|Victoria Clark||My interests focus on antibiotic resistance in bacteria, particularly concerning the spread of resistance genes on plasmids between bacteria in environments such as rivers near to waste-water treatment plants. My future research will focus on the efficiency of transfer of these plasmids and the result on the fitness of the recipient under different selection pressures. I will be maintaining chemostats that imitate the river environment, also enabling me to control the conditions to investigate the effects these have on the ability to transfer and maintain plasmids acquired by bacterial conjugation.|
My PhD project is funded as part of the Natural Environment Research Council (NERC) Central England NERC Training Alliance (CENTA) Doctoral Training Programme. I am interested in the dissemination of antimicrobial resistance (AMR) in the environment, more specifically in river systems. One element of my project involves comparative analysis of large metagenomic, ArcGIS, chemical and qPCR datasets, all of which have been derived from sites on the Thames River, in order to gain a greater understanding of the role of the environment in the dissemination of antibiotic resistance genes (ARGs). Furthermore, I am also conducting Microcosm experiments to analyse the impact of sub-lethal doses of antibiotics on ARG dissemination in river sediment. Current work also involves analysis of river derived sediment samples using Hi-C deep genome sequencing methods. Hi-C methods are a set of molecular biology methods used to interpret the spatial organisation of chromatin in a cell, thereby allowing the number of interactions between genomic loci to be quantified. We hope to apply these methods to link ARGs located on plasmids back to their host organism, to determine the major drivers of environmental AMR.
|Evette Hillman||Evette is currently undertaking a PhD study at the National Institute for Biological Standards and Control (NIBSC) and the University of Warwick where she investigates the role of the gut microbiome in patients with Bile Acid Diarrhoea (formerly Bile Acid Malabsorption). This work is carried out primarily at NIBSC under the supervision of Dr Gregory Amos as well as Dr Sjoerd Rijpkema, Prof. Dr. Ramesh Arasaradnam of Warwick Medical School and the University Hospital Coventry & Warwickshire, and Prof. Dr. Elizabeth Wellington of the University of Warwick.|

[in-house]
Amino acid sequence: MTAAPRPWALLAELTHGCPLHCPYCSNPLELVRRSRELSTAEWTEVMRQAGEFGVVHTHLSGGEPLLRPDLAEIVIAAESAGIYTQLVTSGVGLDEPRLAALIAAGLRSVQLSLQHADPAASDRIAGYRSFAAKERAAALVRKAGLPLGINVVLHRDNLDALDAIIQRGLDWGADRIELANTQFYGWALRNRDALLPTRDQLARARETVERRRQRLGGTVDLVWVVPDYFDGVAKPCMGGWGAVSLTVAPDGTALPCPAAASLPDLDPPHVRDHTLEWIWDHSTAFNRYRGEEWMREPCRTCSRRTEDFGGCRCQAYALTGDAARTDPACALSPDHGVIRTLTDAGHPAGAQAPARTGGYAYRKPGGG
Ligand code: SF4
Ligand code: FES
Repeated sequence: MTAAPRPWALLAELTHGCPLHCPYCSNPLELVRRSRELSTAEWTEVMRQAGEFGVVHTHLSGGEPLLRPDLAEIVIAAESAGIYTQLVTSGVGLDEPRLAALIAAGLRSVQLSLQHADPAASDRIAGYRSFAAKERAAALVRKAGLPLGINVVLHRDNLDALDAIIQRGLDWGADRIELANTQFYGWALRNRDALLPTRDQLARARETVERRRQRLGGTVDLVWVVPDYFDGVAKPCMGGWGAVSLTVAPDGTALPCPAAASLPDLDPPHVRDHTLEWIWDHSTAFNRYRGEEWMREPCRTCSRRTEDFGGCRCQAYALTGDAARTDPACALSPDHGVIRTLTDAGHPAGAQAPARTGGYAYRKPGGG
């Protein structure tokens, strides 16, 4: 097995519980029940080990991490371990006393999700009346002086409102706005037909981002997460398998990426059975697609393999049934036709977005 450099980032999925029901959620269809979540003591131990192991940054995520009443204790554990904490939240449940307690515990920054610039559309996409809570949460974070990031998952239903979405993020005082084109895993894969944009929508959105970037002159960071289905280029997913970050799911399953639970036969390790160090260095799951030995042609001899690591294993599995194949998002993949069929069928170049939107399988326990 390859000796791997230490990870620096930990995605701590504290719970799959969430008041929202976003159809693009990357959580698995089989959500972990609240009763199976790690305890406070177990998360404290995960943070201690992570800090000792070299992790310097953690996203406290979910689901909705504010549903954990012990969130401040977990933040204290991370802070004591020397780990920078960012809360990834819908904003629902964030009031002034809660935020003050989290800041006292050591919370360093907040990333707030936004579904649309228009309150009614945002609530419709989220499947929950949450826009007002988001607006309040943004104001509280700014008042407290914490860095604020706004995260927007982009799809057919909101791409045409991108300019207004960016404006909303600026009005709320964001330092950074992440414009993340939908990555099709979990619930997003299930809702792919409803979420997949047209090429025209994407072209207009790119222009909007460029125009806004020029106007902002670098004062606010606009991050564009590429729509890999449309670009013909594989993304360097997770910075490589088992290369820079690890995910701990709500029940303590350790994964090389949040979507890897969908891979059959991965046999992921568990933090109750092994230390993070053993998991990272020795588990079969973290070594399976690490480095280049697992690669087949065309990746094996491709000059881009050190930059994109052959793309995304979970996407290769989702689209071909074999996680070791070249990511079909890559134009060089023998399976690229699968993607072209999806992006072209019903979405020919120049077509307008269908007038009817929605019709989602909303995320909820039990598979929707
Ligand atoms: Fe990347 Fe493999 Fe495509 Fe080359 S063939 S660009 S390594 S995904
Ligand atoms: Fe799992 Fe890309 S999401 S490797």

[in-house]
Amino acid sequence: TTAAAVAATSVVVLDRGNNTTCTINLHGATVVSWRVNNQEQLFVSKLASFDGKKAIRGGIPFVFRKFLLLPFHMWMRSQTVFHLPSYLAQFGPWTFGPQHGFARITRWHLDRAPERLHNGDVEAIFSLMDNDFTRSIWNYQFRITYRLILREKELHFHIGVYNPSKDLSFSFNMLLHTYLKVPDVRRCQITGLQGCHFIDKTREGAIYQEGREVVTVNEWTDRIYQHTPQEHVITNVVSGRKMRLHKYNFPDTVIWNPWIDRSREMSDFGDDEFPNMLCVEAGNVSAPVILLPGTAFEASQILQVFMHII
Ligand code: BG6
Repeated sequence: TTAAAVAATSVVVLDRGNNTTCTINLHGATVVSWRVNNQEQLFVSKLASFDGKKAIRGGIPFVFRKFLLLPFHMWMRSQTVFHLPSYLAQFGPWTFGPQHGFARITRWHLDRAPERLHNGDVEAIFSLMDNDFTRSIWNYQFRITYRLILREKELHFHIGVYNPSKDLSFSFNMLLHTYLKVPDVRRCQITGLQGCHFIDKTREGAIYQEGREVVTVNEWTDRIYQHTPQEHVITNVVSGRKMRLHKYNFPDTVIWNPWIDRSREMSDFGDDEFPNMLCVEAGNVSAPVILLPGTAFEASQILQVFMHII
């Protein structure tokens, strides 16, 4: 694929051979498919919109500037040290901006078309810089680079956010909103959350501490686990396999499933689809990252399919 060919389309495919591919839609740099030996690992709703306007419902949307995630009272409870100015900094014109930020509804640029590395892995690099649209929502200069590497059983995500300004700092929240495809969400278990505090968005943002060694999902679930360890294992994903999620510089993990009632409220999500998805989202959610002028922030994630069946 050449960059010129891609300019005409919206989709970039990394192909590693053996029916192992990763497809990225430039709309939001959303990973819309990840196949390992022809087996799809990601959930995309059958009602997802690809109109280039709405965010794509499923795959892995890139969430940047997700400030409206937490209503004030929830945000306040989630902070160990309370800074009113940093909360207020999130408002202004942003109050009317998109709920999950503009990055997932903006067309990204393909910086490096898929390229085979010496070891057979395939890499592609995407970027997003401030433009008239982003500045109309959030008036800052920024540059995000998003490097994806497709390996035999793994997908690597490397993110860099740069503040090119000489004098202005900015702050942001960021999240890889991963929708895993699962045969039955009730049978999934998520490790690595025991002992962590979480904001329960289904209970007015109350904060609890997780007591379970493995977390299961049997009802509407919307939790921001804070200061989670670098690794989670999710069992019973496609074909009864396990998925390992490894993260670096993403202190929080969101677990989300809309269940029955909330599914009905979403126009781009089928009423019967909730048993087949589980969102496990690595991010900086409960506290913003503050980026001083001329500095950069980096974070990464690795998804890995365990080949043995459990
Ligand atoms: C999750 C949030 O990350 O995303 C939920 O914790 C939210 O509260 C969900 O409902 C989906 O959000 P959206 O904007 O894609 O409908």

My research aims are to investigate and develop unique sources of natural products by developing culture-independent as well as culture-dependent methods to cultivate and isolate acidobacteria from Antarctic permafrost soil. The focus is to investigate and isolate biosynthetic gene clusters (BGCs) from both cultures and DNA, then clone these clusters of genes. I am interested in the ecology of BGCs and the role they might play in adaptation of members of the Acidobacteria genus in extreme environments. The culture-dependent methods have involved enriching soil microcosms, then isolating acidobacteria and other bacterial groups. Genome analysis of such isolates will facilitate design of primers to screen soil samples and in addition monitor which enrichments are optimal for the bloom of these indigenous acidobacteria.
Visiting postgraduate research student from Nov 2020-Nov 2021. My research interest is to discover new phosphate-acting genes and enzymes in bacteria by establishing metaexoproteomics from chitin-rich or nutrient-amended soils; in order to detect key enzymes involved in recycling nutrients in the rhizosphere. My PhD Project in China is ‘Microbial diversity and metabolic functions of iron and manganese redox-driven carbon dark fixation’ (National Natural Science Foundation of China funded project), Nanjing Agricultural University, China.
My PhD project is part of the Marie Curie Initial Training Network CARTNET (Combatting Antimicrobial Resistance Training Network) funded through the European Union's Horizon 2020 research and innovation programme. It aims to train young researchers to address the serious and global problems of antibiotic resistance through a wide array of approaches.
In my project, I will exploit current ecophysiological knowledge to explore the distribution and diversity of potential bioactive molecules found in natural habitats and will use metagenomes from a range of habitats with a focus on soils to identify such bioactive compounds. The biosynthetic genes proposed to direct the assembly of novel antibiotic-like molecules will be expressed in different microbial hosts. The resulting metabolites will be isolated and their chemical structure elucidated. Their antimicrobial properties will then be assessed against a panel of antibiotic resistant bacterial pathogens.